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Lord Sitar CD

2.4 out of 5 stars 5 customer reviews

Price: £7.48 & FREE Delivery in the UK on orders over £20. Details
Includes FREE MP3 version of this album.
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£7.48 & FREE Delivery in the UK on orders over £20. Details Temporarily out of stock. Order now and we'll deliver when available. We'll e-mail you with an estimated delivery date as soon as we have more information. Your account will only be charged when we dispatch the item. Dispatched from and sold by Amazon. Gift-wrap available.

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Product details

  • Audio CD (19 April 1999)
  • Number of Discs: 1
  • Format: CD
  • Label: EMI
  • ASIN: B00000J21O
  • Other Editions: Audio CD  |  Vinyl
  • Average Customer Review: 2.4 out of 5 stars  See all reviews (5 customer reviews)
  • Amazon Bestsellers Rank: 200,511 in Music (See Top 100 in Music)
  • Sample this album Artist (Sample)
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Customer Reviews

2.4 out of 5 stars
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Top Customer Reviews

By Lozarithm VINE VOICE on 21 Jan. 2005
Format: Audio CD
The Lord Sitar project was conceived, produced, directed and arranged by John Hawkins for Zonophone/EMI in 1968 and infused western pop music with the eastern flavour of the sitar. It is really a pop album but has come to classed as psych/freakbeat by a new generation of musical explorers, and that suits the music fine, especially on the songs that fall most naturally into that category, such as the splendid I Can See For Miles, once heard never forgotten.
Some of the album is filler composed by John Hawkins or from obscure sources, and Emerald City is puzzling as the tune sounds like Bach's Brandenberg Concerto No. 3 In Major and therefore recalls A Clockwork Orange rather than The Wizard Of Oz. The composer credits for Emerald City, incidentally, are for Fowley/Martin, so one wonders if Kim Fowley was involved with the record in some way. Other pieces, though, such as If I Were A Rich Man and Daydream Believer (which may have been the single at the time) work wonderfully well.
The previous year Big Jim Sullivan had made a more serious album called Sitar Beat that had delved more deeply into the jazz possibilities of such a fusion on some tracks and had included John McLaughlin on guitar; and the same year John Mayer and Joe Harriott had released their landmark Indo Jazz Fusions sessions. The sitar became a fashionable instrument for the hipper groups to use to add coloration to their records, and so as the novelty eventually wore off the sitar largely disappeared from popular culture until Kula Shaker came along.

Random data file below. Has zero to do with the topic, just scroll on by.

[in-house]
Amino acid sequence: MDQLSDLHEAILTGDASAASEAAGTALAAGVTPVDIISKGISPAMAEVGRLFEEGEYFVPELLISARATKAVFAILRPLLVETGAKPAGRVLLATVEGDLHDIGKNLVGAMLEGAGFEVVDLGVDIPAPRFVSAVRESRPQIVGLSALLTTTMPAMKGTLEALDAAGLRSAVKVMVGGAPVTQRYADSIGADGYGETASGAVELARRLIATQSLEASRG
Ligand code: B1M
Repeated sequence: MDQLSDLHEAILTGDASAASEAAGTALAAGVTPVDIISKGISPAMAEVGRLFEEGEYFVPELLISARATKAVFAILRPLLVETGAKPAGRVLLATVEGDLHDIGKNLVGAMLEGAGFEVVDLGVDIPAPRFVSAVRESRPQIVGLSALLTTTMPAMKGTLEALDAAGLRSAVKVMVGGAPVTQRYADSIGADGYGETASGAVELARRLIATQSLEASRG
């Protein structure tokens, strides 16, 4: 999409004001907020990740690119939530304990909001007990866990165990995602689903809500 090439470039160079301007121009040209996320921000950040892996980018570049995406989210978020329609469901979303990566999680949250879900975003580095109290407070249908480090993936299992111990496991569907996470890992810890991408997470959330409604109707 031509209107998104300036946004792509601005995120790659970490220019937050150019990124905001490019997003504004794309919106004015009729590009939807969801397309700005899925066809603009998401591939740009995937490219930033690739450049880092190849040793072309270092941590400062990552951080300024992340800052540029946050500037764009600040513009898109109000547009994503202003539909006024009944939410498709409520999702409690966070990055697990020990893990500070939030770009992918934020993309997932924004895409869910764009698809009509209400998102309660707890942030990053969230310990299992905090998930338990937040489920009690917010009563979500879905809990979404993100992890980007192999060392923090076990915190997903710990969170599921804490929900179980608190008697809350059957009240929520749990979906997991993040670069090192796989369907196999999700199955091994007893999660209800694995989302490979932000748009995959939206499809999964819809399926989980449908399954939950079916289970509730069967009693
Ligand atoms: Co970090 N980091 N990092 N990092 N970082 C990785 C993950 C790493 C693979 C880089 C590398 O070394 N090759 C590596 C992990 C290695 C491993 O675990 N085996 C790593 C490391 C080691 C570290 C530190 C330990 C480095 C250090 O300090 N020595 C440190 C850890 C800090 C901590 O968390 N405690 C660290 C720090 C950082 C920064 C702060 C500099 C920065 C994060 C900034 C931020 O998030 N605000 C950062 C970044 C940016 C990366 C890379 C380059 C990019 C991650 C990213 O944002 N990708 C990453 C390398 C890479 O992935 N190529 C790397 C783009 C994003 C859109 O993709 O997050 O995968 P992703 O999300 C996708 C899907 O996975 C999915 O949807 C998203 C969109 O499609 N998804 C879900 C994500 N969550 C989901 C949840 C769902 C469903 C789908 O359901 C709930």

Jim Sullivan was one of the few to study the instrument in depth and could play with the genuine tonality the instrument demanded for the music to stay in tune. Another was George Harrison, whose composition Blue Jay Way is included here.
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By A Customer on 18 Jan. 2001
Format: Audio CD
Says the blurb in this 1968 album ..."one thing is for sure, the sitar is here [in pop] to stay". Prophetic words indeed, as has been proved by...well nobody.
But perhaps this statement i still ahead of it's time, for this album is surely a gem for budding Fatboys, Armands & Kevin & Perrys.
Lord Sitar's versions of I Can See For Miles & I Am the Walrus are extraordinary. The word 'Kitsch' could almost have been invented for them.
Guarenteed to break the ice at parties!
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Format: Audio CD
Yip this album is pretty poor thankfully it was cheap through the amazon marlet place and worth the cost for the two tracks I wanted, "I can see for miles" and "I am the walrus".

Most of it sounds like the sound track to some disco scene in an "on the buses" movie or a cliched indian restuarant sketch (thats not an ironic compliment).

Other than the novelty aspect of the two tracks I mentioned there is little appeal about this album and certianly not something to pick up if you are looking for a starting point into Indain music.
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Format: Audio CD
The novelty soon wears thin, however well the sitar is being played on this 1968 album of covers. Nobody really knows who Lord Sitar is, or was, although the fact that it was recorded at Abbey Road, and features three Beatles numbers, may have lead some people to believe that it was George Harrison. Best number by far is If I Were A Rich Man, but I Can See For Miles has appeared on several compilation CDs so may already be known to many
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Format: Audio CD
Look, I know you want me to tell you this is good so please dont hold this against me. This is lame elavator music with a bit of sitar in it. I bought this cd on the strentgh of what the previous reviewer said, "Lord Sitar's versions of I Can See For Miles & I Am the Walrus are extraordinary." They arent. The only thing extraordinary about this cd is how bland it is.
In theory, pop music with some sitar thrown in sounds like an interesting concept but the final product in this instance is very dull and boring. If you really insist on buying a cd with sitar in it try Ravi Shankar.
Can I have a refund?
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